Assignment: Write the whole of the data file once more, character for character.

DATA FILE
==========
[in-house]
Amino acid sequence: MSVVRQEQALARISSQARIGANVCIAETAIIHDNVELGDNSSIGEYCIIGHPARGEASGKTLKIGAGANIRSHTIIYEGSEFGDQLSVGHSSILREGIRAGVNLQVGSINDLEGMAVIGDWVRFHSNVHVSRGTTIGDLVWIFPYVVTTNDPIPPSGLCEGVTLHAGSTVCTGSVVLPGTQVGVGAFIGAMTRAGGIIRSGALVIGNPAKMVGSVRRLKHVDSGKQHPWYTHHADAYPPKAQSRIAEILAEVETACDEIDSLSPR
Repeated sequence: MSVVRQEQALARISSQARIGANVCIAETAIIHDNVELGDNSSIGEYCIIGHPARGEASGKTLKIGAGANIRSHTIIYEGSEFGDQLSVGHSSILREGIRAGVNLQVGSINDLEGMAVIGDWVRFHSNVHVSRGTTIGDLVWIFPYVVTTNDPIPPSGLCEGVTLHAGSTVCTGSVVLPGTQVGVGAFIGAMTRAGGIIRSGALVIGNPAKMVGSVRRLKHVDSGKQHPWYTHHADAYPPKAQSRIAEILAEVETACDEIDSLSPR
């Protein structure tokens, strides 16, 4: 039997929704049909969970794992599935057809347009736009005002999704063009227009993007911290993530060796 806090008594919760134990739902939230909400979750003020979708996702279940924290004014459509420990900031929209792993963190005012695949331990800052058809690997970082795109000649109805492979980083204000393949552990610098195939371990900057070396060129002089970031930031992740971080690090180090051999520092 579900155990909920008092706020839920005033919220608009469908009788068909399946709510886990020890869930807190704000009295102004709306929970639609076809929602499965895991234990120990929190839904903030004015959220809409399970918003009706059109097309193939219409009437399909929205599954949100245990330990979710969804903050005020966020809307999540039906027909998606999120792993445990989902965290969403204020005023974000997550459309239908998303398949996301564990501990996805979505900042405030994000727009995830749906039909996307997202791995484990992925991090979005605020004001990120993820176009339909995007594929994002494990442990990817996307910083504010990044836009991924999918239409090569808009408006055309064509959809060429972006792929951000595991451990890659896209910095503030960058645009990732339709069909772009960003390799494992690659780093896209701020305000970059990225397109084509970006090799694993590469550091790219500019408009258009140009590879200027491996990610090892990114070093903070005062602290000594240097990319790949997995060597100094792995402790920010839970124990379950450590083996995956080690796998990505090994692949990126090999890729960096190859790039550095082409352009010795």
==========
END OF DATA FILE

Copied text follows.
[in-house]
Amino acid sequence: MSVVRQEQALARISSQARIGANVCIAETAIIHDNVELGDNSSIGEYCIIGHPARGEASGKTLKIGAGANIRSHTIIYEGSEFGDQLSVGHSSILREGIRAGVNLQVGSINDLEGMAVIGDWVRFHSNVHVSRGTTIGDLVWIFPYVVTTNDPIPPSGLCEGVTLHAGSTVCTGSVVLPGTQVGVGAFIGAMTRAGGIIRSGALVIGNPAKMVGSVRRLKHVDSGKQHPWYTHHADAYPPKAQSRIAEILAEVETACDEIDSLSPR
Repeated sequence: MSVVRQEQALARISSQARIGANVCIAETAIIHDNVELGDNSSIGEYCIIGHPARGEASGKTLKIGAGANIRSHTIIYEGSEFGDQLSVGHSSILREGIRAGVNLQVGSINDLEGMAVIGDWVRFHSNVHVSRGTTIGDLVWIFPYVVTTNDPIPPSGLCEGVTLHAGSTVCTGSVVLPGTQVGVGAFIGAMTRAGGIIRSGALVIGNPAKMVGSVRRLKHVDSGKQHPWYTHHADAYPPKAQSRIAEILAEVETACDEIDSLSPR
């Protein structure tokens, strides 16, 4: 039997929704049909969970794992599935057809347009736009005002999704063009227009993007911290993530060796 806090008594919760134990739902939230909400979750003020979708996702279940924290004014459509420990900031929209792993963190005012695949331990800052058809690997970082795109000649109805492979980083204000393949552990610098195939371990900057070396060129002089970031930031992740971080690090180090051999520092 579900155990909920008092706020839920005033919220608009469908009788068909399946709510886990020890869930807190704000009295102004709306929970639609076809929602499965895991234990120990929190839904903030004015959220809409399970918003009706059109097309193939219409009437399909929205599954949100245990330990979710969804903050005020966020809307999540039906027909998606999120792993445990989902965290969403204020005023974000997550459309239908998303398949996301564990501990996805979505900042405030994000727009995830749906039909996307997202791995484990992925991090979005605020004001990120993820176009339909995007594929994002494990442990990817996307910083504010990044836009991924999918239409090569808009408006055309064509959809060429972006792929951000595991451990890659896209910095503030960058645009990732339709069909772009960003390799494992690659780093896209701020305000970059990225397109084509970006090799694993590469550091790219500019408009258009140009590879200027491996990610090892990114070093903070005062602290000594240097990319790949997995060597100094792995402790920010839970124990379950450590083996995956080690796998990505090994692949990126090999890729960096190859790039550095082409352009010795």